FERNIE, B.C. - As many as eight people may be dead after an avalanche in the B.C. Interior buried 11 snowmobilers.
RCMP Cpl. Andy Veltmeyer confirmed eight people were buried under the snow. Jennifer Henkes, a spokeswoman with the Interior Health Authority, said there were some fatalities, but she couldn't say how many people were killed. "Interior Health would like to extend its deepest condolences to the victims' families during this very difficult time for them in the Elk Valley," she said.
Three people were taken to hospital, Henkes said, with two discharged Sunday and one remaining in stable condition.
"We do have one survivor in the Elk Valley Hospital," she said. "That person is being kept overnight for observation."
The avalanche happened Sunday afternoon between Sparwood and Fernie in B.C.'s Elk Valley, about three hundred kilometres southwest of Calgary.
Unconfirmed reports indicated the search had been called off for the night.
The Canadian Avalanche Centre issued an alert on Sunday saying mountain conditions in the region were "very touchy" because of a new snowstorm with wind combined with a weak snowpack.
Here is the latest from the RCMP in Fernie...my heart and prayers go out the families.
December 28, 2008
FERNIE AVALANCHE BURIES SNOWMOBILERS
Fernie: Two avalanches in the mountains outside Fernie has left eight snowmobilers unaccounted for.
The incident took place when some members from a group of seven snowmobilers were buried by an avalanche in the Harvey Pass area – a popular backcountry snowmobile destination located about 40 Km south of Fernie. A second group of four snowmobilers heard yelling from the area and came to the aid of members from the first group who were in the process of digging out their fellow riders. The newly formed group was able to locate one rider, but as they were digging him out at a depth of about three meters a second avalanche came down and buried the entire group. All of them were wearing avalanche beacons.
Two of the buried riders managed to self-rescue within about 20 minutes. These two used their avalanche beacons to locate a third buried victim who they rescued after an additional 20 minutes of digging.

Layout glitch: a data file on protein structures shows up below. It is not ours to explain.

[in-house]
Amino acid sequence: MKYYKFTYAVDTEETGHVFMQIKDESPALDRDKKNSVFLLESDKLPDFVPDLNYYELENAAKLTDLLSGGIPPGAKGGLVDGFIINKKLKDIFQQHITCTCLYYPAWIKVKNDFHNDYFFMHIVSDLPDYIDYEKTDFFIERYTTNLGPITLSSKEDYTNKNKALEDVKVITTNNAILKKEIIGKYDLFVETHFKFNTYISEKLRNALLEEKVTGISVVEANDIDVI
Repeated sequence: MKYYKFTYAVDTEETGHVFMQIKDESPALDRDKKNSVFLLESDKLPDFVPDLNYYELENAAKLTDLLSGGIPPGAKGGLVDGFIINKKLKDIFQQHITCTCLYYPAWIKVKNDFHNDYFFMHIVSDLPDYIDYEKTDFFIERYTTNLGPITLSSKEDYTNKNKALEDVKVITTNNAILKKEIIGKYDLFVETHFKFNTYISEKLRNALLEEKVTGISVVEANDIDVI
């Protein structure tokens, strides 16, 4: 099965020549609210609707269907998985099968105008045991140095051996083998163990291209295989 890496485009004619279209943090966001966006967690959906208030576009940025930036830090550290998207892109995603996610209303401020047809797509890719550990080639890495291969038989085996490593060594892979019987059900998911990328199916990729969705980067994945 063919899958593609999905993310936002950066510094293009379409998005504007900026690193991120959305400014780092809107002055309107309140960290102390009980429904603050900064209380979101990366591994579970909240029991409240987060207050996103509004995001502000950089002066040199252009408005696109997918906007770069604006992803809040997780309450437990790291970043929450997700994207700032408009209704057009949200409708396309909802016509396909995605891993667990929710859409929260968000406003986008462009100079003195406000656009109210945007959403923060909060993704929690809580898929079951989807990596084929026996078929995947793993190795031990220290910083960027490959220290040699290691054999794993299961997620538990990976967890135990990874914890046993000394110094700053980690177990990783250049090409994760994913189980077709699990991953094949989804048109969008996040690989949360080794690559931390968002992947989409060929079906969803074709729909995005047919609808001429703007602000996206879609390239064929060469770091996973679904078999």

The surviving group of three assessed the slope stability and their surroundings. They were located in a large bowl with massive cornices ready to come down. Based on their risk assessment of the possibility of a third avalanche, they began walking out. Eight snowmobilers are now unaccounted for. All 11 snowmobilers involved are males from the nearby town of Sparwood.
The Provincial Emergency Program was notified about the event at approximately 2:30 PM (Mountain Time) when automated distress calls were received from communications devices worn by the snowmobilers. A helicopter was quickly dispatched to the scene that picked up two of the three survivors. The third survivor was transported by ground with the assistance of Fernie Search and Rescue personnel. The three sustained minor injuries. One will be held in hospital for observation overnight.
A command post was established at the road access point to the scene, but due to the obvious avalanche hazard and growing darkness, the search for survivors had to be postponed until morning.
Approximately 70 CM of new snow has fallen in the mountains surrounding Fernie over the past few days. The Canadian Avalanche Centre is describing the avalanche hazard in this area as “high”. A plan is currently being developed that will involve establishing increased slope stability at the avalanche site before the search can resume at first light.
RCMP resources from Elk Valley Detachment and E Division are working with Fernie Search and Rescue and Provincial Emergency Program officials to assist with the search. RCMP avalanche trained police dogs are currently en-route to the scene.
The families of the missing snowmobilers have been notified about this tragedy. No further information will be released at this time. Additional information will be released on Monday. Please monitor www.bc-rcmp.ca for information about a media availability in the Fernie area. Sure hope the rest come home safe.
we were at silent snow was ok did not look like it was not slide condition. that is terrible i feel for all. hope they get them. gorman slid last week, quarts has been sliding all year so far in more then one area,
my condolences go out to all the families of the riders.to all the rescuers who are helping or helped we all thank you for your brave efforts and all who are still riding in these areas please take it easy
Thought and prayers to all families involved!.....
It's on eveyones mind when they go to the Mtn's for a ride....you just hope that it's the last thing you have to deal with!
Just curious bout one thing! The news said the S&R were alerted by automated equipment carried by the riders! Is there something there I don't know about? If there's such equipment available....I want to find out how to get it !!!!
God bless everyone involved in retrieving the rest of the crew... pray for their safe return !!!!!!!!
Whoever is in charge of the emoticon creations.....is it possible to get a Canadian flag @ half mast for the families involved?
News update just minutes ago by RCMP said they were alerted by a beacon(possibly SPOT satelite beacon) yesterday.The beacon is activated by the user and sends a signal by satelite to an Emergency contact in this case the RCMP said they recieved the call from Texas with the location.The RCMP also stated that the signal was not sent by one of the 3 guys that made it out yesterday.So, it must have been a buried rider that sent out the resue signal.